Page 76 - Jewish Book Annual Volume 41

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Another Bialik
On the 50th Anniversary of the Poet’s Death
as Israel’s national poet is as firm as ever, bu t
ou r sense o f a grea t poet’s presence inevitably changes with the
times. Now that we have been favored with Ruth Nevo’s excellent
Bilingual Edition o f
Selected Poems,1
we are stirred to ou r dep ths
yet again by the experience o f his poetry and personality. T he
English-Hebrew reader , it seems, has been hungering for Bialik’s
spirit; and Professor Nevo’s selections, translations, and in tro ­
ductory essay have begun feeding tha t hunge r again. H er book is
a modest best-seller; it has been celebrated and discussed by her
colleagues at The Hebrew University; and we are grateful for the
opportun ity it provides to attemp t again to come to terms with
ou r best-loved and most difficult poet.
And now I must become more personal, since I want here to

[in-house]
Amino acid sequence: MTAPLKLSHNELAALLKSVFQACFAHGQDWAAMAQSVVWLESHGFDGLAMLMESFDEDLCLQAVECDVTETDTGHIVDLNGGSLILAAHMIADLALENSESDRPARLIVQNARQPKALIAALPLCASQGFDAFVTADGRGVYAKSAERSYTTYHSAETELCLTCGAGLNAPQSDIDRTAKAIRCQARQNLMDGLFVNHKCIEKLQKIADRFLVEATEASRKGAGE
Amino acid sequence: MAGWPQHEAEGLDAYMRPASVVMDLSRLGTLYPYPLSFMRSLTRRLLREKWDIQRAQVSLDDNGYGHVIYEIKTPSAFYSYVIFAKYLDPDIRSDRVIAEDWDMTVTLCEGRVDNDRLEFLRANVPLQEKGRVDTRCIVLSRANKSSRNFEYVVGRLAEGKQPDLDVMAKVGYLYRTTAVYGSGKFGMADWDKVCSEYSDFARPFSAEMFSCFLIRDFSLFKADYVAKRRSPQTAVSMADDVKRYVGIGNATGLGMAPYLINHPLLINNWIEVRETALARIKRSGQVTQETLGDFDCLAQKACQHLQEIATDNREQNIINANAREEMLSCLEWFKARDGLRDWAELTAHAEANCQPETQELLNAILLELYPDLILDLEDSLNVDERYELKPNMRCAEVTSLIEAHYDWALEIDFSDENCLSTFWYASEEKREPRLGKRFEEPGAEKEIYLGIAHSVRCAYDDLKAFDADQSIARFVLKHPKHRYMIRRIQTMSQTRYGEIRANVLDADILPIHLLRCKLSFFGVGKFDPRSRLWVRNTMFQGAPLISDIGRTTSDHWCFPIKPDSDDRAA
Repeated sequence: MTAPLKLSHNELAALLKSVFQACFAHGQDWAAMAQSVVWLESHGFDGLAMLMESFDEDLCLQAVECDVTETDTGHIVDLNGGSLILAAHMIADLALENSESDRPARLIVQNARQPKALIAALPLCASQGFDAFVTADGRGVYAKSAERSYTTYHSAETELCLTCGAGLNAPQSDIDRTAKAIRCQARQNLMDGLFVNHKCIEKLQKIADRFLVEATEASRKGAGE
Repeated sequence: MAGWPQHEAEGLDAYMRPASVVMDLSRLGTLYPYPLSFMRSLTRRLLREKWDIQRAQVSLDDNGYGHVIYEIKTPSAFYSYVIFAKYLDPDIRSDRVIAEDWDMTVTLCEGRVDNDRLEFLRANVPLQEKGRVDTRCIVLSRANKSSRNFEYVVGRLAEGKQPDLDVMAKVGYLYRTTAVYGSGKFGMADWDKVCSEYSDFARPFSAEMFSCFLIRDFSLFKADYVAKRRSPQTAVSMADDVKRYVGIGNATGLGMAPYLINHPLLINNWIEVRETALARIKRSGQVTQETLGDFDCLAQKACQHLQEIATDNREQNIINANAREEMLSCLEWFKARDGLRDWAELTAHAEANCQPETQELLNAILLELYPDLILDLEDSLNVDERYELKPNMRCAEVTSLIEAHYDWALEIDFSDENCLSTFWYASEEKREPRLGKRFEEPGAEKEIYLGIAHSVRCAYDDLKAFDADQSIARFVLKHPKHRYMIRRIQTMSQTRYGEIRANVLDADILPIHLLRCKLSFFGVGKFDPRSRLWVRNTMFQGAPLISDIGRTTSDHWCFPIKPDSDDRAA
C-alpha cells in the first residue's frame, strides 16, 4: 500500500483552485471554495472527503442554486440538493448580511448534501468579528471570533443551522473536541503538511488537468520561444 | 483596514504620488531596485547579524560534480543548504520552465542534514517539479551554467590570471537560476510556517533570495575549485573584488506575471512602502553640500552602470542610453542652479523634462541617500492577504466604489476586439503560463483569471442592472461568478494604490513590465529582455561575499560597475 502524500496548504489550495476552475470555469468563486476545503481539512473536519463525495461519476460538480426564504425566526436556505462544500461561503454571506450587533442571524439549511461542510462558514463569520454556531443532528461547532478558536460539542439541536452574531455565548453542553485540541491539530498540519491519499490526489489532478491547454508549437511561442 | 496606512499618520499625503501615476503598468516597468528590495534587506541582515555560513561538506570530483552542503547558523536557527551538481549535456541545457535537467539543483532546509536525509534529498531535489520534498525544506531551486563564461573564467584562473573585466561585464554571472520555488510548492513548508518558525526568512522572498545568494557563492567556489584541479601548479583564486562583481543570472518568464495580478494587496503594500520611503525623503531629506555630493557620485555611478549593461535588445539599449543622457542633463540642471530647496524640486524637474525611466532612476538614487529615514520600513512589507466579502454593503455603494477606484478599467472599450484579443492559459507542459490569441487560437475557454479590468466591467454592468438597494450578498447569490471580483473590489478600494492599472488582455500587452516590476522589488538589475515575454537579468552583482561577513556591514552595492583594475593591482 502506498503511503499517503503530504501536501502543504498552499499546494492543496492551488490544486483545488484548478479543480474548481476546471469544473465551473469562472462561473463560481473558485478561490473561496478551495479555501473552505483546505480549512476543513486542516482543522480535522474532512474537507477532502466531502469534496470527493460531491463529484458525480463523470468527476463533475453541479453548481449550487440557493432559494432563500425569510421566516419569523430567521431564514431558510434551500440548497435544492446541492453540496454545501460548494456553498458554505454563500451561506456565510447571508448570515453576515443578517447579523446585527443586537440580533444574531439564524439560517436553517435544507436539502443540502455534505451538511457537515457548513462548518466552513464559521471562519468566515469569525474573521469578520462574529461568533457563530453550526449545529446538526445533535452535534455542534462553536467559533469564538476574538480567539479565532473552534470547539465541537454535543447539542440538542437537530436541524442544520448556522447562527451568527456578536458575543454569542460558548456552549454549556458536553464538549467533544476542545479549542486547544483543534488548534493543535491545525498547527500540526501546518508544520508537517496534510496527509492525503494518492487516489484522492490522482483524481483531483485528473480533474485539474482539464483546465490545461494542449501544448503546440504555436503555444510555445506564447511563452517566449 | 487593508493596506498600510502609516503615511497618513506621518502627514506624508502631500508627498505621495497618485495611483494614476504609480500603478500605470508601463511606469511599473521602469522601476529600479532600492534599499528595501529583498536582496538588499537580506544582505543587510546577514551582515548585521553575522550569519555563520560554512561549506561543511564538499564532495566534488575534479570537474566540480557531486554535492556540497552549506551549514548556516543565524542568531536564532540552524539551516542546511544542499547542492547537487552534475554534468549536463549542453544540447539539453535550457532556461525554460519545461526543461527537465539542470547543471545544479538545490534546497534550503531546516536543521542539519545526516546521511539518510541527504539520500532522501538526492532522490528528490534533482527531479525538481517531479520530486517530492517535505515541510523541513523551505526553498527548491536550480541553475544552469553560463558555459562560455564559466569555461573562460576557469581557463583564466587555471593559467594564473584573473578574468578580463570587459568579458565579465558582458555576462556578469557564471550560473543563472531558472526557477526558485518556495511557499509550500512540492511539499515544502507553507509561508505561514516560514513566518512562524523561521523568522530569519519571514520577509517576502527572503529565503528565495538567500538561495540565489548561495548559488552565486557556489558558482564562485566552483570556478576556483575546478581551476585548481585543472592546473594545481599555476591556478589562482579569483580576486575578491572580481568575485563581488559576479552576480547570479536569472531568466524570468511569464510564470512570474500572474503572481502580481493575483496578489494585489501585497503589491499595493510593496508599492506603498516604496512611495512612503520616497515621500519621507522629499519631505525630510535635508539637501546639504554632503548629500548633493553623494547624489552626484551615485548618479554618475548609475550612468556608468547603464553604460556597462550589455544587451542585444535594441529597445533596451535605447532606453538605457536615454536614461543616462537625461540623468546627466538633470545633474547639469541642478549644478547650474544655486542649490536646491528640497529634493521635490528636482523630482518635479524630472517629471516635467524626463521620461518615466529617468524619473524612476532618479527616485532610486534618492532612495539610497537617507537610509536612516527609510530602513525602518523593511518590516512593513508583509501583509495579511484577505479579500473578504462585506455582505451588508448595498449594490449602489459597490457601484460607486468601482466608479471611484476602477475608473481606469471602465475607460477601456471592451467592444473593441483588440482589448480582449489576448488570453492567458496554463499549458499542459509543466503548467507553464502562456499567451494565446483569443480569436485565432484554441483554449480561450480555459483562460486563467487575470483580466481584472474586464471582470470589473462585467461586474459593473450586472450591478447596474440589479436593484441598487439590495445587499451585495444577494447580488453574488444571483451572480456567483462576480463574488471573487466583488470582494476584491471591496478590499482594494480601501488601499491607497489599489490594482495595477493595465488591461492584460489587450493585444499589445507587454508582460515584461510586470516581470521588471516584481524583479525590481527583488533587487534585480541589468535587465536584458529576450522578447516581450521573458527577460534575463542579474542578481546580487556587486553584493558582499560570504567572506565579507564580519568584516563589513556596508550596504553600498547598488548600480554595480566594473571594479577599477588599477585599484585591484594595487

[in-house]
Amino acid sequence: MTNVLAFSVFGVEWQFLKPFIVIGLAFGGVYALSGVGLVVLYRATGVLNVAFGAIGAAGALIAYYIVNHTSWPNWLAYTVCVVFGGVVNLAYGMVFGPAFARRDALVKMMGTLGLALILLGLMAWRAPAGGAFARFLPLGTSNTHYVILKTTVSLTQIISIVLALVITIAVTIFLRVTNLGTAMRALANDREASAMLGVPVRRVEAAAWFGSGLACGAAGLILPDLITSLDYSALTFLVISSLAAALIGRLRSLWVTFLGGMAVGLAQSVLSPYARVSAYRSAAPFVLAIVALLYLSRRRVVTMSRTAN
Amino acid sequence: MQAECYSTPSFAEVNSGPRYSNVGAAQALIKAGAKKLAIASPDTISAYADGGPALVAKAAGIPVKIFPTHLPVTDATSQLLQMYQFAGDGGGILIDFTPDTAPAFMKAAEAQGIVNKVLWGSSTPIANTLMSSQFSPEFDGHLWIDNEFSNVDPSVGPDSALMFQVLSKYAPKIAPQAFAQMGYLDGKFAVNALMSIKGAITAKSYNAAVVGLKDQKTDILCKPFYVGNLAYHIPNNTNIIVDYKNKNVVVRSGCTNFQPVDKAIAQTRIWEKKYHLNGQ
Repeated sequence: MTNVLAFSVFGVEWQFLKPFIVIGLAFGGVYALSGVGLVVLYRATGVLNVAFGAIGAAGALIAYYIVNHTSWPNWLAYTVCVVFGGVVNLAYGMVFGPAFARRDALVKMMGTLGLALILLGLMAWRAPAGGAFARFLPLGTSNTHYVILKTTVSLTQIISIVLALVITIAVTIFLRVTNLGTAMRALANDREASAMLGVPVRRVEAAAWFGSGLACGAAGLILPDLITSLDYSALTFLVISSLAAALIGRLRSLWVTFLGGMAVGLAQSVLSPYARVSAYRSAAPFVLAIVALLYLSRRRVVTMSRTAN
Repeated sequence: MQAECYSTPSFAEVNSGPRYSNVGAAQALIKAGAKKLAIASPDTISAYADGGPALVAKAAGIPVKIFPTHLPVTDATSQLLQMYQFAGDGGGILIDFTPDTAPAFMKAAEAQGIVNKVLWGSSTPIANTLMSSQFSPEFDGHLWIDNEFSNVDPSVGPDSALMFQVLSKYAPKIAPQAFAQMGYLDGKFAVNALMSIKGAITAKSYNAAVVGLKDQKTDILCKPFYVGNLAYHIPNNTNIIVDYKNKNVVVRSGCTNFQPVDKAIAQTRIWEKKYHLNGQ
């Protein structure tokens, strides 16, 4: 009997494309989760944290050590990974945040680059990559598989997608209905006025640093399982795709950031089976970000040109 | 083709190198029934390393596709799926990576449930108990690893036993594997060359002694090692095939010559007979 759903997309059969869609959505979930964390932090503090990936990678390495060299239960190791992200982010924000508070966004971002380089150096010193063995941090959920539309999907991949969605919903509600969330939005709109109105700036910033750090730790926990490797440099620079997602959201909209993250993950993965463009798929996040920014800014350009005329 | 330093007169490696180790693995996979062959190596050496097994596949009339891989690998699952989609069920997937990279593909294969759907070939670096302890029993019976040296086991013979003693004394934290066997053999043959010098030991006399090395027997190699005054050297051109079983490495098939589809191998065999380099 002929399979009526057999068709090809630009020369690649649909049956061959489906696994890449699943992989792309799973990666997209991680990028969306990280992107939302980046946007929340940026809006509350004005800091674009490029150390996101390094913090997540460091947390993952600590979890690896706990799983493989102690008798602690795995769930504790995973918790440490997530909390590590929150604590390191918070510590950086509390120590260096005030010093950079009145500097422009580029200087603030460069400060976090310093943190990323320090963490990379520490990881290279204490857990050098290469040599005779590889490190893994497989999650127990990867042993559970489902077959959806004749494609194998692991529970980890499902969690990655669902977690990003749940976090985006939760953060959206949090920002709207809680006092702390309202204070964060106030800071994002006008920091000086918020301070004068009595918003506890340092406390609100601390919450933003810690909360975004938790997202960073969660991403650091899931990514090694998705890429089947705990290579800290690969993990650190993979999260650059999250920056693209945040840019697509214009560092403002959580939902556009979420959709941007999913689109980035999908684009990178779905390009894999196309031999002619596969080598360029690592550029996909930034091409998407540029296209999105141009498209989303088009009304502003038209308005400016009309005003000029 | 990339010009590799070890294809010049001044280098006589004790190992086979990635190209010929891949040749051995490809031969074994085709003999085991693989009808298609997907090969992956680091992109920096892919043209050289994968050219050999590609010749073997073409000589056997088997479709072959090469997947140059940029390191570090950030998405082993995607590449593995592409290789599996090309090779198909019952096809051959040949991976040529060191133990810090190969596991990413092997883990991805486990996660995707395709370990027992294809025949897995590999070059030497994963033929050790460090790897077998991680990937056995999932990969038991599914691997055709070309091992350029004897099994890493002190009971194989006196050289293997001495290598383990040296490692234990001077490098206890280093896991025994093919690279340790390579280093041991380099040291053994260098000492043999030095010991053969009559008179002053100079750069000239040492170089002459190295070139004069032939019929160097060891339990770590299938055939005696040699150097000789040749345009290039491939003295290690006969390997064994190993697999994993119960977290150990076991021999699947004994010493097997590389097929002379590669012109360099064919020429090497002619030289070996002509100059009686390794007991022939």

deal chiefly with the problems o f p resen ting Bialik to the English
reader . Perhaps only one steeped in Hebrew-Yiddish (and Rus­
sian?) could fully know all his intimate qualities, so completely
expressed by his various poems, languages, witticisms, letters and
o the r prose — his unique “radiance” as it was known to the many
who loved him as an articulate man. I was a young studen t in the
States when he died in 1934, but I rem ember the deep m ou rn ing
tha t overtook us. This was more than literary; it was the sort o f
response a people feels fo r a hero who has defended it du r ing a
time o f crisis. He distilled ou r Jewishness, ou r Zionism, ou r
history, ou r humanity into words we could not forget. He seemed
beyond style — bu t with the years we have come to realize he was
all style
: not in the sense o f o rnam en t — the “fine words” (
we react against instinctively these days — bu t o f sustained
expression o f poetic tru th ,
1 Jerusalem: Dvir and The Jerusalem Post, 1981. 175 pp.